You have IAPs in airspace G in the UK, don't you? This would imply without ATC.

No; they all have ATC, regardless of airspace class.

OK; you might argue that ATC in Class G is meaningless since there is no possible "clearance", which is true, but we have what we have..... Class G ATC still "clears" you for the approach.

What makes it a double charade is that you can be cleared for the approach, while somebody can be flying straight through the same air, non-radio, non-transponder, etc. And that does actually happen, relatively often IME. I had to break off an IAP (IR training) at Shoreham due to a twin flying the same path (non radio) and got a very close one at Lydd. I think these are good reasons for getting my TCAS installation.

In Germany LPV is considered to be very interesting as it is going to be the only affordable way of getting a precision approach for GA airfields. There are a number of airfields that have been waiting for years.

Presumably you have centrally funded approach controllers, or have found some other way to prevent multiple aircraft flying the same IAP at the same time. One way might be to self-schedule but AFAIK that proposal is simply too emotionally unacceptable.

We do have remote approach controllers here (e.g. Thames Radar doing it for Biggin Hill, for which BH is believed to be paying of the order of £100k/year flat rate though the actual figure is confidential) but those are mostly a radar service provision; I know of only one remote case where the airfield is non-ATC (Walney Island). The issue is ATC funding, with full cost recovery being operated. For example NATS charge about £100k/year for the provision of a radar feed (a piece of wire, basically; the data is already there).

Umm Peter, leave your sense of humour at home this morning?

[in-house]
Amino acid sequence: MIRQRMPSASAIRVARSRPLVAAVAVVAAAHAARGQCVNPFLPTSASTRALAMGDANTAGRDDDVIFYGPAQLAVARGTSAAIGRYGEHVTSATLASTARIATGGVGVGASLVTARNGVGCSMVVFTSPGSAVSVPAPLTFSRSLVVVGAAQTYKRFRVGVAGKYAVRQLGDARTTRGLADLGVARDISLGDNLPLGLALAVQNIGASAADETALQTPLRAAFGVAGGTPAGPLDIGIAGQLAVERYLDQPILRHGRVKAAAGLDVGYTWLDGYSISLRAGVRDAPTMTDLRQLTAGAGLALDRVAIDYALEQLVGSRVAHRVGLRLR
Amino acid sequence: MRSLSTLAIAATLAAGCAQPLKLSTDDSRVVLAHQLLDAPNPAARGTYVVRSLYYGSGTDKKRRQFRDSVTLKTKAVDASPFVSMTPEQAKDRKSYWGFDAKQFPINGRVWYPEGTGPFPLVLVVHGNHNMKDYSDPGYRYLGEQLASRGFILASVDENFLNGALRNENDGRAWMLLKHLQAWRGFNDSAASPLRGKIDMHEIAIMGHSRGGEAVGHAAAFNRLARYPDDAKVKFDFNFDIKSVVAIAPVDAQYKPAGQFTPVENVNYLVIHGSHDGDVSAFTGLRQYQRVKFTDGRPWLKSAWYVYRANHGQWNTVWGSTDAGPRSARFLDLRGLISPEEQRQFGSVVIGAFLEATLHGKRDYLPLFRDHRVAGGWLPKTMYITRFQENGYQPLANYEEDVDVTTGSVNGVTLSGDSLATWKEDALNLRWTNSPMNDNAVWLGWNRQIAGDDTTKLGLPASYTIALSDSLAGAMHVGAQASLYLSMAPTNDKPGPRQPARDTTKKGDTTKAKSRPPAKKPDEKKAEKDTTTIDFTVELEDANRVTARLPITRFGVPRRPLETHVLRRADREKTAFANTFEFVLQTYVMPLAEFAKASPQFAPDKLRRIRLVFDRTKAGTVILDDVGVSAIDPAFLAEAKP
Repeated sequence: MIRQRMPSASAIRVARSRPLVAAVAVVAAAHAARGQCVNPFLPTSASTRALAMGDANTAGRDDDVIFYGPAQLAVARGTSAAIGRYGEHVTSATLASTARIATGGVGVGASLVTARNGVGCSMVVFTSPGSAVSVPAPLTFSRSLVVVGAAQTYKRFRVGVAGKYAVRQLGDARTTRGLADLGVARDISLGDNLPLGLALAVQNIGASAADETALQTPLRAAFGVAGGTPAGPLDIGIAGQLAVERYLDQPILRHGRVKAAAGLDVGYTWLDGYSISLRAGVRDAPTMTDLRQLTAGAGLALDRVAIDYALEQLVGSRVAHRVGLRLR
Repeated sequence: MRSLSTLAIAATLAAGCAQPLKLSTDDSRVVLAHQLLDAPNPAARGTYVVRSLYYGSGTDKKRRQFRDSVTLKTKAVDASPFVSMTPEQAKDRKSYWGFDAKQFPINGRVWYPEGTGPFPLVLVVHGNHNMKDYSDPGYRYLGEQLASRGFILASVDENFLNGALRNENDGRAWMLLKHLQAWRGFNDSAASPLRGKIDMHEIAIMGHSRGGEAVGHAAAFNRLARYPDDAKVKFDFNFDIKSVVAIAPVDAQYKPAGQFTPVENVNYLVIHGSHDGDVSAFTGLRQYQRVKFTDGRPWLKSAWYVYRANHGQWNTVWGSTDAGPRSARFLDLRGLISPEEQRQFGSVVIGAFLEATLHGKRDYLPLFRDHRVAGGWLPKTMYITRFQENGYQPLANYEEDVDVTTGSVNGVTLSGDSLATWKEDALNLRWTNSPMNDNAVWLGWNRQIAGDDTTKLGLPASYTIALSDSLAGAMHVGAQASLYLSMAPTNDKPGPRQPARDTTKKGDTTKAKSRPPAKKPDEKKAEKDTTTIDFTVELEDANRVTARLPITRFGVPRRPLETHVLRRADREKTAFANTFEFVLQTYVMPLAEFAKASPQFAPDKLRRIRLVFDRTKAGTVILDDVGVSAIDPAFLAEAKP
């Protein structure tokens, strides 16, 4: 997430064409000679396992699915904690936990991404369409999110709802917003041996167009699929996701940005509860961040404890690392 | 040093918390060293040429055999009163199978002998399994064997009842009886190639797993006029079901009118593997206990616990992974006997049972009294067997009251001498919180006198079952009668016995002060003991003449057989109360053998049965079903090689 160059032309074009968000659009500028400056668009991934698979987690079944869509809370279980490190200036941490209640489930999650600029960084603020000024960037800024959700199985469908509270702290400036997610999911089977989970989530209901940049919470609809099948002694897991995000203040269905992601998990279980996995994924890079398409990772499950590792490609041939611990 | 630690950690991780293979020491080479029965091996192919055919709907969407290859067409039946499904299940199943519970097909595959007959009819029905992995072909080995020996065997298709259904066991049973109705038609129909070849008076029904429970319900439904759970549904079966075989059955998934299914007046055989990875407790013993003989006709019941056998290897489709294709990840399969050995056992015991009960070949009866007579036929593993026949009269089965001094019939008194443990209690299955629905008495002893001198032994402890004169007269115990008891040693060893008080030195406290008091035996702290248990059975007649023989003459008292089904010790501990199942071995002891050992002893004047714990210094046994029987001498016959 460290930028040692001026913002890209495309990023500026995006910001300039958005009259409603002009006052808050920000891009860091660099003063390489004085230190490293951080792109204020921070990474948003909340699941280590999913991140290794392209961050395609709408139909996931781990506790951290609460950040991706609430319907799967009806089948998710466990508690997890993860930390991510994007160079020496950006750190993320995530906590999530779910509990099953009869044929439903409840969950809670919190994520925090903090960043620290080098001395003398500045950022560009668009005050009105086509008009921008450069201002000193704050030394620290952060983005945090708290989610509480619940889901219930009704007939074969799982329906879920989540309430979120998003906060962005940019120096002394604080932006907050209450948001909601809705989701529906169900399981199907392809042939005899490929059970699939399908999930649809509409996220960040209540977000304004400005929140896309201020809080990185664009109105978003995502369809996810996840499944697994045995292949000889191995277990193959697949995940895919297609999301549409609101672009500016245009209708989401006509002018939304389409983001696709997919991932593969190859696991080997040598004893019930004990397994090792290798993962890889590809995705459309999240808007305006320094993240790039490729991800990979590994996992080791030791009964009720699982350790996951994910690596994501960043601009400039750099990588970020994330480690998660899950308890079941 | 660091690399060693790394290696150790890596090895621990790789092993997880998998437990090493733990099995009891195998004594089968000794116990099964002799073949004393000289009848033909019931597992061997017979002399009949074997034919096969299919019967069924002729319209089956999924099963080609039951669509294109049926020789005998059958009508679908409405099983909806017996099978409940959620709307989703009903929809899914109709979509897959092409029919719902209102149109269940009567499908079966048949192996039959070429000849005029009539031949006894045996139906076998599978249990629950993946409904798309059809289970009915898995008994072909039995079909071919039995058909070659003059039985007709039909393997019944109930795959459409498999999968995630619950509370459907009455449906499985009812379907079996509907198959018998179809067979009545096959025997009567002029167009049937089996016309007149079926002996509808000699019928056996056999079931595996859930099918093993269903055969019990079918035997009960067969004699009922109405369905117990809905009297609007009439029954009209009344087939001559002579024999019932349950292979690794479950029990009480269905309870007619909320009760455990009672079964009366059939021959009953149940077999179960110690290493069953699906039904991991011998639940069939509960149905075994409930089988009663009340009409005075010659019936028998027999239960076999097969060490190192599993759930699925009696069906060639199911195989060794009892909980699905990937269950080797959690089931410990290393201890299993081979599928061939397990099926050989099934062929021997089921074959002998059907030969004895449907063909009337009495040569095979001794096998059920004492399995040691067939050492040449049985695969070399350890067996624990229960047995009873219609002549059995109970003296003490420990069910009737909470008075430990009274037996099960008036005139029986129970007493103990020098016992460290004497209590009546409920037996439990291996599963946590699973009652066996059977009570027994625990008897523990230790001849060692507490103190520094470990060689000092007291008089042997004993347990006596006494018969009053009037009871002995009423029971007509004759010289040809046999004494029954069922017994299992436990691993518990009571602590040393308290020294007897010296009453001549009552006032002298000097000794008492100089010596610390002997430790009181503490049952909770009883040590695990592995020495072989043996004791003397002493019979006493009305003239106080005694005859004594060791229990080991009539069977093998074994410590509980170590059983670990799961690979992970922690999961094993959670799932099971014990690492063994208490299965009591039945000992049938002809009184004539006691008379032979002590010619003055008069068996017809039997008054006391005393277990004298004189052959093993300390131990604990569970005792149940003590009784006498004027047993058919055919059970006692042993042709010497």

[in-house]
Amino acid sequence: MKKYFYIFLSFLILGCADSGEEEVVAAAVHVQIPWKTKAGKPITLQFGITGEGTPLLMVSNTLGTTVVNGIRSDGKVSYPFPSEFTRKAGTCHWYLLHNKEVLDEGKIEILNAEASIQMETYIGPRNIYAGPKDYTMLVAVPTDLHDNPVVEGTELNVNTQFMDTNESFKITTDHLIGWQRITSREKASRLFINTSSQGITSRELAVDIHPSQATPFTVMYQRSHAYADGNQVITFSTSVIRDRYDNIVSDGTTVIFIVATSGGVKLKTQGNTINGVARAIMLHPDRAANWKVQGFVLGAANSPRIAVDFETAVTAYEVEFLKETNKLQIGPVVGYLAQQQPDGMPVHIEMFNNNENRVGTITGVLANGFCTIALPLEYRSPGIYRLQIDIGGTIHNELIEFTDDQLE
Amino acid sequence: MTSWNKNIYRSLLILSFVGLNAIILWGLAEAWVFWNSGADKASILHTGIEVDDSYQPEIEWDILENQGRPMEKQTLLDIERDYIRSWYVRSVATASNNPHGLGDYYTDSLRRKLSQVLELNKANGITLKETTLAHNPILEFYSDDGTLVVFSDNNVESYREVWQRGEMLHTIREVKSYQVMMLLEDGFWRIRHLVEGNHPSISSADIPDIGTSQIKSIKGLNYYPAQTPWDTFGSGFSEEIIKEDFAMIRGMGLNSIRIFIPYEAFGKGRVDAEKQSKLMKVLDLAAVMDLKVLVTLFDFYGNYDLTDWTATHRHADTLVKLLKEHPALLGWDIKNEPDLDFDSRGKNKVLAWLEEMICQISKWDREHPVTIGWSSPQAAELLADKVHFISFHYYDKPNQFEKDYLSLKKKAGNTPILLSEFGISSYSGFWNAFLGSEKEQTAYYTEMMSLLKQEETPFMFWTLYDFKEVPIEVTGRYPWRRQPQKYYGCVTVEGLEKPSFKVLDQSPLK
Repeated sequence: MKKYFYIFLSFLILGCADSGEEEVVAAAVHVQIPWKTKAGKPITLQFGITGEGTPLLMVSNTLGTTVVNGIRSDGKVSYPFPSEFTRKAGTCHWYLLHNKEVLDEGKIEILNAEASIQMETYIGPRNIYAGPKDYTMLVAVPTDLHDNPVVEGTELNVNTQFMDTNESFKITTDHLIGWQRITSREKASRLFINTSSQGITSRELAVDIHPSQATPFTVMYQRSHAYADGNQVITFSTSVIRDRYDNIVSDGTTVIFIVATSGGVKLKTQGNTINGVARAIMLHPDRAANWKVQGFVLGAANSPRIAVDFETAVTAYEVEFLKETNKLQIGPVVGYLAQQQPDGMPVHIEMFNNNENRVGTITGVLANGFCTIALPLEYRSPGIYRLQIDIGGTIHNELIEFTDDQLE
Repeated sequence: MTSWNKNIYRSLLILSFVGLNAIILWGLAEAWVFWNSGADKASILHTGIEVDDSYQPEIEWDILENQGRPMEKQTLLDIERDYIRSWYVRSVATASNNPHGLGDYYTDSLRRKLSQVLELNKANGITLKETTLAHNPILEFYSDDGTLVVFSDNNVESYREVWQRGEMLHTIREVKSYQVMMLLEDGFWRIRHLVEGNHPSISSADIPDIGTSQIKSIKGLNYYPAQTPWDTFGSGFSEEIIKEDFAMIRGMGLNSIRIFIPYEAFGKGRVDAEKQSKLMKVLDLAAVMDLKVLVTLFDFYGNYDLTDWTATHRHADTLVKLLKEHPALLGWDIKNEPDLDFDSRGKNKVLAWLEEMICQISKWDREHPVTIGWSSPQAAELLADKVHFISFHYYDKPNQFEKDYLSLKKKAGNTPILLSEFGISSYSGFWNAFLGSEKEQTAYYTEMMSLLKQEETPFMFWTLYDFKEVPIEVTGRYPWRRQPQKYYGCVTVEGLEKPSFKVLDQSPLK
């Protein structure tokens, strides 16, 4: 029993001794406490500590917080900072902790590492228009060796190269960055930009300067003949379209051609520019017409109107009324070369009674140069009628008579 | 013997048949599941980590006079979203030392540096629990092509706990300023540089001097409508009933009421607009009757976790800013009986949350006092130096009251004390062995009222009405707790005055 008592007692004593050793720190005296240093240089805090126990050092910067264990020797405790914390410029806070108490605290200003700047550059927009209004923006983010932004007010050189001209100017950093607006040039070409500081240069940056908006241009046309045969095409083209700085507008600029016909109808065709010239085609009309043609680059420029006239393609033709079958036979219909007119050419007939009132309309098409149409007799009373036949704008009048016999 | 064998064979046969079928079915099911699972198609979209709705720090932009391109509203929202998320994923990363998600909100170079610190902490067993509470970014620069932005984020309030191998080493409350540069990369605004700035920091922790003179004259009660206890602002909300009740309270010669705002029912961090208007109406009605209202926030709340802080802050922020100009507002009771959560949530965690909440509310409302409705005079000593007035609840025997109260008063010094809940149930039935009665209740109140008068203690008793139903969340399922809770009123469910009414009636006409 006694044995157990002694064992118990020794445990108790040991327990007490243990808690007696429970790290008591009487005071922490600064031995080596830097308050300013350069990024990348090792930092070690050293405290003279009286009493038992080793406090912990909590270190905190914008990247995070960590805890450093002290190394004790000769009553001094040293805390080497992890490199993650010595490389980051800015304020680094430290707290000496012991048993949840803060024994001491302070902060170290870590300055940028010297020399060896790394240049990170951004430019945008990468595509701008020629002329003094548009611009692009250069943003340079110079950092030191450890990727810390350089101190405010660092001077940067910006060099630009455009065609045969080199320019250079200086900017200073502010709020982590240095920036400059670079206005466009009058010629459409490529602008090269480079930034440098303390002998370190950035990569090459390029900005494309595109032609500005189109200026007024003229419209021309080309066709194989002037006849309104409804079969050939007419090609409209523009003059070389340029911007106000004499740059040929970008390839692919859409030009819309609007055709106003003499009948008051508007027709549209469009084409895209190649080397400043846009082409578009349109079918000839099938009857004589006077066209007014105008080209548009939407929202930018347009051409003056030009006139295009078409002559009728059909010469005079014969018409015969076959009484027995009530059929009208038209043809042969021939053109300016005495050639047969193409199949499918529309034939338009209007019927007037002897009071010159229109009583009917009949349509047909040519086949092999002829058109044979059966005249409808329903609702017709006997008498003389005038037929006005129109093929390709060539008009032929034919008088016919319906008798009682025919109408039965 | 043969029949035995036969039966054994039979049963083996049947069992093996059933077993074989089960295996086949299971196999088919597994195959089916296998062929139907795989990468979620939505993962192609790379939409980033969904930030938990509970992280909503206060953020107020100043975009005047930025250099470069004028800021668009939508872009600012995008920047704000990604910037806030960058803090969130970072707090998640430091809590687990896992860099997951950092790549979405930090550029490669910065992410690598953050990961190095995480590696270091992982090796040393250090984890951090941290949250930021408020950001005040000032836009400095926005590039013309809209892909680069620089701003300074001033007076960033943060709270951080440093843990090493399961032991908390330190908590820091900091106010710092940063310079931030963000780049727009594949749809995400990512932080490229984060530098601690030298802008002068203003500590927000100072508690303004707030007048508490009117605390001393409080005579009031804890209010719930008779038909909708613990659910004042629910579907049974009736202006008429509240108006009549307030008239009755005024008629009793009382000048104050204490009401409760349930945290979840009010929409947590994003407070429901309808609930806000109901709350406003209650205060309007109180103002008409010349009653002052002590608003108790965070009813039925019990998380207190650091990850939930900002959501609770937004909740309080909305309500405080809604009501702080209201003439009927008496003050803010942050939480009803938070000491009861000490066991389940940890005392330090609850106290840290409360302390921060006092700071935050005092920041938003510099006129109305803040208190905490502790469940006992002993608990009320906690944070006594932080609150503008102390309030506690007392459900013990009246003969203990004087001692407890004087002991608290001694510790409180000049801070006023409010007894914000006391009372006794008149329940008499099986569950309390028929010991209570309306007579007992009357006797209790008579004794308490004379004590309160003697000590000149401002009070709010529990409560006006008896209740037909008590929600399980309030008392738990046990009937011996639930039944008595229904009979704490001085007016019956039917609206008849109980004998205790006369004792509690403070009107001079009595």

I thought it was entirely possible that you read it somewhere.

A few years ago I was at a UK CAA presentation on GPS approaches, done by the head of the responsible department. He revealed an amazing "fact": they asked the FAA if they ever studied GPS reliability, and apparently the reply was NO. Thus, the USA looked like a load of cowboys. In reality, a few minutes online was enough for me to dig up countless studies in the USA, so I guess the CAA may have got some lavatory cleaner on the phone... Anyway, the CAA did due diligence and paid a firm of consultants to do a GPS reliability study, and found that the probability if a failure was (from vague memory) something like 1 in ten million approaches. I guess they felt they needed to carry out a CYA exercise.

The self justification diatribe for the Galileo project, over the years, is enough to make one sick. Bizzare claims of 100000 extra jobs created, etc, etc. I don't know if their notorious website is still up; I am on holiday so won't go looking for it.

To add: The only people who can fly LPV (light GA) are those with a GNSx30W (and who went through the EASA Major Mod process, or if N-reg went through something like this) or those with a GTN650/750 which are IMHO still in the "debug" phase

Administrator
Shoreham EGKA, United Kingdom
168 Posts